Austen Portraits??

JASNA has just recently made Persuasions No. 5  (1983) available online.  An alert Janeite (thanks Arnie!) raises a question on the article by Joan Austen-Leigh titled “Godmersham,”  on the auction of this property once owned by Austen’s brother Edward Austen Knight.  Also auctioned in that sale were two portraits of Jane Austen [reproduced below].  Does anyone know anything about these?  The Jane of the second portrait looks very much like the infamous “Rice” portrait, still questioned as actually being Jane:


Jane Austen - "Rice" portrait

The only two pictures of Jane that are continually bandied about are the two watercolors done by her sister Cassandra:












and this silhouette believed to be her:


Jane Austen silhouette? - circa 1810-1815

Has there been further research into these two mentioned in Austen-Leigh’s article?  They are lovely, the first being exactly as I have pictured Austen (and also seems to be very like the “improved” renditions of the past fifty years.)  Any thoughts appreciated…


Jane Austen - circa 1810, pencil & watercolor



Jane Austen - circa 1810, watercolor


P.S.  When I posted this this morning, I did not do any research and have since had a few comments and done a little detective work and do find a few mentions of these portraits.  See the comments below for more information and citations.  But as I have been out of the loop for a few days and have not been checking the other Austen sites and blogs, I did not realize that Laurel Ann at Austenprose had posted a bit on Austen’s various portraits just 2 days ago!…so please check her site for a great run-through of the many faces of Jane Austen!

13 thoughts on “Austen Portraits??

  1. The portrait above (1810) is in Jane Austen’s House on the wall in the drawing room (last time I went) with a note saying that it was possibly a portrait of Jane’s sister, Cassandra. Having spoken to one or two people there nobody seemed terribly sure and it was suggested that it might be someone younger than either Jane or Cassandra as indicated by the costume. I do think the features fit well with descriptions of the sisters, but it could be any family member. I’d love to hear if anyone knows anything else.


  2. Deb – just read about these two images while researching my post this week on portraits. In the book “Jane Austen in Context”, Cambridge Univeristy Press (2005) they are mentioned in the essay by Margaret Kirkham on page 75 under ‘Other Items’.

    “These two drawings, catalogued as portraits of Jane Austen by Christie’s in a sale of Godmersham House and its contents in June 1983. They disappeared into private ownership, nothing having been published on them since. It is unlikely, on the evidence available, tha the cataloguing was reliable.”

    How fortunate that Joan Austen-Leigh was tenatious enough to pursue copies from the new owners, or they might have been lost to the winds. Scholar Margaret Kirkham must not have known about the Austen-Leigh article in the 1983 issue of Persuasions. ;-)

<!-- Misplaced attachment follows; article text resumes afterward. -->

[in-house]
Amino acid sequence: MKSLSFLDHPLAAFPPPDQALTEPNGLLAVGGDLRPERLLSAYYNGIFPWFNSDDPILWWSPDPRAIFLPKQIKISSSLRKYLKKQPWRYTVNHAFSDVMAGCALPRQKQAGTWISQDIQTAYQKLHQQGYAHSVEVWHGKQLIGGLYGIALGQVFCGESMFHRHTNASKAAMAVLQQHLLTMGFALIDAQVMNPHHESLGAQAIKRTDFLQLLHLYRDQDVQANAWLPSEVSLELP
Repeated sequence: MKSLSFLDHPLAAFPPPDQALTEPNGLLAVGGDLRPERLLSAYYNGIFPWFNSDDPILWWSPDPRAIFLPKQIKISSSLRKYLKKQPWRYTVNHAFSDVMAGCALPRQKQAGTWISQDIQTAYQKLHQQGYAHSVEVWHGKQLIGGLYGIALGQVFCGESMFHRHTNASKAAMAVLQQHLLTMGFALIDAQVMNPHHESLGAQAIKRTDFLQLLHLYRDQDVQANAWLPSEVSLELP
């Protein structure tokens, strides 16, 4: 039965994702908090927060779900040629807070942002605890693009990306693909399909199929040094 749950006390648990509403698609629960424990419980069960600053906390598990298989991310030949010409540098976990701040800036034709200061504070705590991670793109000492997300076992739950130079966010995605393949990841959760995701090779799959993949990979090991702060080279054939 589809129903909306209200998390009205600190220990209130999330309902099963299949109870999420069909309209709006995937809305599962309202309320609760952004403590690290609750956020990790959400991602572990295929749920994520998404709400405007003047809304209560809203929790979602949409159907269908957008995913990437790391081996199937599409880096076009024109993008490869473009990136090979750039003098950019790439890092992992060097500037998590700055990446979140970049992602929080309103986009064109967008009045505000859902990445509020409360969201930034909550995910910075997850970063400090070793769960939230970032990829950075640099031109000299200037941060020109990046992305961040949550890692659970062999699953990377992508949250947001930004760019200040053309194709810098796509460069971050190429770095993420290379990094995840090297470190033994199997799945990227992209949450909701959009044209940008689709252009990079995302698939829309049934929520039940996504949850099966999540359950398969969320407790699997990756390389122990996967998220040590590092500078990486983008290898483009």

It appears that the two portraits have never been researched. One wonders if the Tritton family who purchasd Godmersham in 1936 also purchase its Regency era contents since they aquired the property from the Knight family. Were these two images part of the family posessions?

    On a side note of serendipity, the painting of the Tritton family in front of Godmersham by Rex Whistler is the same artist who did the stage sets and beautiful cover art for the program of the P&P stage production of 1936 in London.

    If the Tritton’s purchased Godmersham in 1936, one wonders if they saw the production and in some way were motivated to own a property connected to Austen’s family. The connection of the Whistler commision and the stage production seems eminent.

    Thanks for posting this Deb. The two portraits appear to be of differnt individuals. I do agree that the second portrait does look like the Rice portrait. The one of Jane sitting at a desk looks like Cassandra’s original sketch.

    Surprised that no further research on the images has been conducted.

    Cheers, LA


  3. Hello Jane & Laurel Ann, I confess to posting this quickly this morning without doing any research [bad idea!]. I was so excited to see the Persuasions No. 5 online (and anxiously awaiting the 1-4!) And of course now that I look at a few things I have, I see in “The Jane Austen Companion” [edited by J David Grey, Macmillan, 1986], there is an article by Helen Denman “the Portraits” that refers to these two watercolors [but no illustrations are provided]: “It is unknown whether these drawings had been at Godmersham since regency times. If they had, there is a chance that they may be authentic records of Jane Austen’s appearance, but they should perhaps be approached with caution. In the opinion of more than one expert, they may well have been painted substantially later in the 19th century. They are judged to be amateur work, and apparently no documentation that might authenticate them has been found. If we want to know what Jane Austen looked like, we must go back to the only real record we have, her sister’s unfinished sketch in the National Portrait Gallery.” [p.344]

    I also have the Todd book and see the article by Kirkham, which is an updated article originally published in 1983. It is interesting that she did not see this “Godmersham” article by Austen-Leigh with the actual portraits when she published the updated essay.